First published on TECHNET on Oct 15, 2009

This is old news to all of you who have memorized the Department of Defense Instruction (DoDI) Number 8500.2 , which is one of the source documents that the Database STIG is based on, but for the rest of you...

Not all databases are created equal. A database with corporate strategies and payrolls is probably a little more valuable than a database with recipes for desserts. Well, that depends on your perspective, perhaps.

The DoD decided to place all databases into one of three Mission Assurance Categories (MAC), depending on how important the data in it is, and the level of effort required to protect a database depends on the MAC it is assigned to. You may not want the exact same categories as the DoD, but you might want to use them as a guideline for creating your own.

There may be databases which don't fit into a DoD MAC, as E3.4.2 mentions "IT-dependent programs," so a database may not require protective measures if it is only used to test general database capabilities with only fake data for testing purposes, or is not connected to a network. Most databases, though, will need some level of protective measures, and here are the Mission Assurance Categories and the expected level of protection used for the Database STIG, from pages 22-23 of DoDI 8500.2:

E2.1.38. Mission Assurance Category . Applicable to DoD information systems, the mission assurance category reflects the importance of information relative to the achievement of DoD goals and objectives, particularly the warfighters' combat mission. Mission assurance categories are primarily used to determine the requirements for availability and integrity. The Department of Defense has three defined mission assurance categories:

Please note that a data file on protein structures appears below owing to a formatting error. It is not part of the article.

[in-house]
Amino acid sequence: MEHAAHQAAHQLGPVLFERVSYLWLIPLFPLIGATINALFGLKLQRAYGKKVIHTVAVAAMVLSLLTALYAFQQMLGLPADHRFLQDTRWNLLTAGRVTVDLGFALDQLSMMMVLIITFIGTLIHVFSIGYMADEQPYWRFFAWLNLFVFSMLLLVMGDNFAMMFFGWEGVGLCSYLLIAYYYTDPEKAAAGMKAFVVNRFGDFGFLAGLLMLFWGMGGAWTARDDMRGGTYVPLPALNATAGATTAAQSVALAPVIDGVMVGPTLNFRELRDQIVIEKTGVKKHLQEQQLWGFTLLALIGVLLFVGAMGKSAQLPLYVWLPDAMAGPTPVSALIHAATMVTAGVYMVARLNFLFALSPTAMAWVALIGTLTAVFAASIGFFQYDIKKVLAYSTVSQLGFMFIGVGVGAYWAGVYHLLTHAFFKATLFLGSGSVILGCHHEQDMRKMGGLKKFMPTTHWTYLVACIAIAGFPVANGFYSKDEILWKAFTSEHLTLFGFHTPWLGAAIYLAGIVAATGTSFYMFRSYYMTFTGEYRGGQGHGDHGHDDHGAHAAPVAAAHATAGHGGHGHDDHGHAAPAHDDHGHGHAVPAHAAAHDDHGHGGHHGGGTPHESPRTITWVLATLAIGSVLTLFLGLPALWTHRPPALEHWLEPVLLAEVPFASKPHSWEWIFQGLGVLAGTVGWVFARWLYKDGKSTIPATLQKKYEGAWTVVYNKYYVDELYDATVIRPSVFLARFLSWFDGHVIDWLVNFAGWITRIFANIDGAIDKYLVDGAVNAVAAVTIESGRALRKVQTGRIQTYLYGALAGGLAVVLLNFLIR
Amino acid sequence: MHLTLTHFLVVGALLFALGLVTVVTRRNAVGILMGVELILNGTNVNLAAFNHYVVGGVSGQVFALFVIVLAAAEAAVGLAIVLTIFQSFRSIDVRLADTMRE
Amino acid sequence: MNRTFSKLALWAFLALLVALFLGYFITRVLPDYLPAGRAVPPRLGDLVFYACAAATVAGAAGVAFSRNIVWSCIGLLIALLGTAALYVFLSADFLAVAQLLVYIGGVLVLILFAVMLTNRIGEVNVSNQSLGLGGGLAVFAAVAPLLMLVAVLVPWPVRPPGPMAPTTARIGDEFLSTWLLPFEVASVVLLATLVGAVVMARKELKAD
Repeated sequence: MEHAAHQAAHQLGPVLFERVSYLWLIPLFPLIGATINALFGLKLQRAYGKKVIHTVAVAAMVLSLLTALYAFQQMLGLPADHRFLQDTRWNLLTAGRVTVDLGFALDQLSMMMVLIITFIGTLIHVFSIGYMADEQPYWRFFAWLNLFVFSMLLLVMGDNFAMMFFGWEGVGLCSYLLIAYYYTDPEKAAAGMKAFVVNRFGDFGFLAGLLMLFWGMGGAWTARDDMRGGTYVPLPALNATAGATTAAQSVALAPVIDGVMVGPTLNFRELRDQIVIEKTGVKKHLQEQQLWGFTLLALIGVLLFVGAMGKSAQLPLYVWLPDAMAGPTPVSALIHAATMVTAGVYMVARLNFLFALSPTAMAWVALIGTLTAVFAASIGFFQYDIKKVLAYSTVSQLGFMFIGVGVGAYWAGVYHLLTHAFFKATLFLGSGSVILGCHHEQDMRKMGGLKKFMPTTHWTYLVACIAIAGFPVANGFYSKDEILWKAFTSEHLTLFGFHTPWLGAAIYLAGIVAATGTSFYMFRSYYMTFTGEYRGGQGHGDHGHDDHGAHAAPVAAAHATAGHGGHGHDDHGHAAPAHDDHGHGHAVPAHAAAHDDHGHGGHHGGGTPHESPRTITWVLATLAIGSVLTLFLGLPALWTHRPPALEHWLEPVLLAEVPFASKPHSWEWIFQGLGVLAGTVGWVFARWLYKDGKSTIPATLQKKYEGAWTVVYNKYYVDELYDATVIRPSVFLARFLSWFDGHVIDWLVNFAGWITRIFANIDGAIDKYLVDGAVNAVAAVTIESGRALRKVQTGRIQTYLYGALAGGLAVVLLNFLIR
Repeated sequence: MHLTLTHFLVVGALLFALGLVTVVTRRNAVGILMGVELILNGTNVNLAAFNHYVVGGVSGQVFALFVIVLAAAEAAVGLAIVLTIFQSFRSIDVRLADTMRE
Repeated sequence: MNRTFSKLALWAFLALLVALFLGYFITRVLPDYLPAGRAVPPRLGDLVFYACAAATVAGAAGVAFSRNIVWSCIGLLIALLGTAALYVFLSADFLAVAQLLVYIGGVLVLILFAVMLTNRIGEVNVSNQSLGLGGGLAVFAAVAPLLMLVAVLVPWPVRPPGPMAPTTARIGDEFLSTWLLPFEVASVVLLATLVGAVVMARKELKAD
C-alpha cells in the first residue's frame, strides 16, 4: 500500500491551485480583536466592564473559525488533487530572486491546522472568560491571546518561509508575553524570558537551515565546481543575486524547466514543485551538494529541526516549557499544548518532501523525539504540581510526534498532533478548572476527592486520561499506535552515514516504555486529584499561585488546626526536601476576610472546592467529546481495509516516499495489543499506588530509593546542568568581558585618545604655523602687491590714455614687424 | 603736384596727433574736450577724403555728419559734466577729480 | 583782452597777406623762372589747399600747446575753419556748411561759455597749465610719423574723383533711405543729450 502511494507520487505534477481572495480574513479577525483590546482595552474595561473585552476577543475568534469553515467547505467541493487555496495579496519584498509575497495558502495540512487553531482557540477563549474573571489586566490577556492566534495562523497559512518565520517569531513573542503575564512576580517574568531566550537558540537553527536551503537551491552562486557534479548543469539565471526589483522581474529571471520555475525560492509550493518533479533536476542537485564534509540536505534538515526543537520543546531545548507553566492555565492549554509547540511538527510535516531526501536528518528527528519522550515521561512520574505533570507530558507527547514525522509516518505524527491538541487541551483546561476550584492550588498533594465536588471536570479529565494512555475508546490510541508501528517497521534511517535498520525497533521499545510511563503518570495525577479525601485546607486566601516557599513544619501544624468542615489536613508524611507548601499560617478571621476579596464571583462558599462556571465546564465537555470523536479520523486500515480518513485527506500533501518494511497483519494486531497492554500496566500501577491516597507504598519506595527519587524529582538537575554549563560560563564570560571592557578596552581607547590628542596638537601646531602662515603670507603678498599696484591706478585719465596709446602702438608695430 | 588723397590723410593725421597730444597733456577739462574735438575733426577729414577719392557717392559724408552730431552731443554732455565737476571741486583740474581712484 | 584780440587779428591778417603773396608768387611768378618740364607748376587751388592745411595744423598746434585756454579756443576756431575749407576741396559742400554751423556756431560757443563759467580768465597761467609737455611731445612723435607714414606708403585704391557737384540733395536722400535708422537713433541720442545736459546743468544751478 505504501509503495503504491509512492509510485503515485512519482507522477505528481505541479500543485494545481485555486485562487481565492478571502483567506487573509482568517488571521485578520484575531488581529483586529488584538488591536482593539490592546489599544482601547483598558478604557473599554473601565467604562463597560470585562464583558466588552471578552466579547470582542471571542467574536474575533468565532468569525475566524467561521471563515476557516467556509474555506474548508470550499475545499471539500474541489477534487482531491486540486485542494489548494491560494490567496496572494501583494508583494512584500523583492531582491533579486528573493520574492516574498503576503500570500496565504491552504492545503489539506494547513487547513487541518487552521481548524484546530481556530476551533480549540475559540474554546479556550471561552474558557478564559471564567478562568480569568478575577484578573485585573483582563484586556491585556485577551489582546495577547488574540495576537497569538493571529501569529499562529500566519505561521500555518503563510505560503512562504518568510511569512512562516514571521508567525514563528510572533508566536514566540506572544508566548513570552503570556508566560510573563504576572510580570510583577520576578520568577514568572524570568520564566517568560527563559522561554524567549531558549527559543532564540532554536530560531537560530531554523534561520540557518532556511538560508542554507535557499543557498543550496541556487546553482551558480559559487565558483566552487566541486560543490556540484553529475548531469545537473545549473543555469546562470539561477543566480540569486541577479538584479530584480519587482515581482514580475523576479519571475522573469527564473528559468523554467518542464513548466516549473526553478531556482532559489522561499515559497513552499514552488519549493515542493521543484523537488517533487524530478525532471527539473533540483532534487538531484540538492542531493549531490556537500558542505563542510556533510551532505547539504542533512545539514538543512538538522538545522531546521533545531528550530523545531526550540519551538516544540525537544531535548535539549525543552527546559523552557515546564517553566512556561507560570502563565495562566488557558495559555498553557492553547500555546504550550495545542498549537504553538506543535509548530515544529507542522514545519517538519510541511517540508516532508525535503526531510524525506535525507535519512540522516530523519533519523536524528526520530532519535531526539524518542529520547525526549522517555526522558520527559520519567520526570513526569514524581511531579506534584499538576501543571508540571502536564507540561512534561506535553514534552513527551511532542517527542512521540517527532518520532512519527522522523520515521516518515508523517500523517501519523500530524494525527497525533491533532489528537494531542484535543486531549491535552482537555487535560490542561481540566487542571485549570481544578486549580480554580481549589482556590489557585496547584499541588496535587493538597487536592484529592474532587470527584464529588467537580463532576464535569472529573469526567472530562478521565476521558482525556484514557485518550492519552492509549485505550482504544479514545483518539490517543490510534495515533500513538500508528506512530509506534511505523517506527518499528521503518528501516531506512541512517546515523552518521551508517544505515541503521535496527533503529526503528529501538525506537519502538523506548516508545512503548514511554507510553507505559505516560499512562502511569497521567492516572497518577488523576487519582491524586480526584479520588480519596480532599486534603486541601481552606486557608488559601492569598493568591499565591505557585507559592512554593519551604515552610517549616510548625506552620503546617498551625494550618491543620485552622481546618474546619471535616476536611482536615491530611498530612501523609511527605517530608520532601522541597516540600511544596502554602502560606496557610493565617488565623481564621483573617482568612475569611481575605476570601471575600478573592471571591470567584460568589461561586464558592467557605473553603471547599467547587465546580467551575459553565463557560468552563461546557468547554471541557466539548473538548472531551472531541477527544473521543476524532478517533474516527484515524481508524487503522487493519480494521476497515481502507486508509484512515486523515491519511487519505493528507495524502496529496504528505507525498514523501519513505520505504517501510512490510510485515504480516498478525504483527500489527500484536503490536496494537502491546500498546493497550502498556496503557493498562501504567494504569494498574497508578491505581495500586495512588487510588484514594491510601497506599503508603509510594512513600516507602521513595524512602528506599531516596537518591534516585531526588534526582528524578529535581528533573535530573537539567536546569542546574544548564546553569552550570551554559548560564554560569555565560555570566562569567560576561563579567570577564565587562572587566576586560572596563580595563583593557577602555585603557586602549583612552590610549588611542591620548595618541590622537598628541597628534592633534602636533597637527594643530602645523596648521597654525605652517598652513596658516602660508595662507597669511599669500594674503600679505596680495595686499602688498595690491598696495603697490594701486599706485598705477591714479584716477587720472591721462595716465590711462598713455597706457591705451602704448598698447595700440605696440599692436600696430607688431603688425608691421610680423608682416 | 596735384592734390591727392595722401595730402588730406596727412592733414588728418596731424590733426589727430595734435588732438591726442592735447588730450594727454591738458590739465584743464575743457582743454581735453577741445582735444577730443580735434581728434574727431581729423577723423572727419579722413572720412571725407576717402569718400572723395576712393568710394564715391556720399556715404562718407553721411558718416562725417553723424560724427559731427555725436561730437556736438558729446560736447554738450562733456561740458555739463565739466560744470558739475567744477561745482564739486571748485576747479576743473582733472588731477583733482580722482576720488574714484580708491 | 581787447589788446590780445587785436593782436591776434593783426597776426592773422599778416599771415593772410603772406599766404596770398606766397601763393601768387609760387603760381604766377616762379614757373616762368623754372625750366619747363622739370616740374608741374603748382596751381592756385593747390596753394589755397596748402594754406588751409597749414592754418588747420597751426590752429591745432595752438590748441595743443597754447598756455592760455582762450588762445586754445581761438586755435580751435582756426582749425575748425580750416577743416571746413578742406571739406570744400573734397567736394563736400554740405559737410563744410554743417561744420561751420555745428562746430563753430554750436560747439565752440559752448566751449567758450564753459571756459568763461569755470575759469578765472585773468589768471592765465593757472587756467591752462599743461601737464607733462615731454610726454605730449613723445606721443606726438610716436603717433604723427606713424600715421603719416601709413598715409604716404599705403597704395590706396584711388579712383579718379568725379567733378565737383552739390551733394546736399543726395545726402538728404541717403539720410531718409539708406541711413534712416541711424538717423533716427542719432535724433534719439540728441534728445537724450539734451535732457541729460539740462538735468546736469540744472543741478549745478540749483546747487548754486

E2.1.38.1. Mission Assurance Category I (MAC I) . Systems handling information that is determined to be vital to the operational readiness or mission effectiveness of deployed and contingency forces in terms of both content and timeliness. The consequences of loss of integrity or availability of a MAC I system are unacceptable and could include the immediate and sustained loss of mission effectiveness. Mission Assurance Category I systems require the most stringent protection measures.

E2.1.38.2. Mission Assurance Category II (MAC II) . Systems handling information that is important to the support of deployed and contingency forces. The consequences of loss of integrity are unacceptable. Loss of availability is difficult to deal with and can only be tolerated for a short time. The consequences could include delay or degradation in providing important support services or commodities that may seriously impact mission effectiveness or operational readiness. Mission Assurance Category II systems require additional safeguards beyond best practices to ensure assurance.

E2.1.38.3. Mission Assurance Category III (MAC III) . Systems handling information that is necessary for the conduct of day-to-day business, but does not materially affect support to deployed or contingency forces in the short-term. The consequences of loss of integrity or availability can be tolerated or overcome without significant impacts on mission effectiveness or operational readiness. The consequences could include the delay or degradation of services or commodities enabling routine activities. Mission Assurance Category III systems require protective measures, techniques, or procedures generally commensurate with commercial best practices.


Department of Defense Instruction (DoDI) Number 8500.2: http://www.dtic.mil/whs/directives/corres/pdf/850002p.pdf .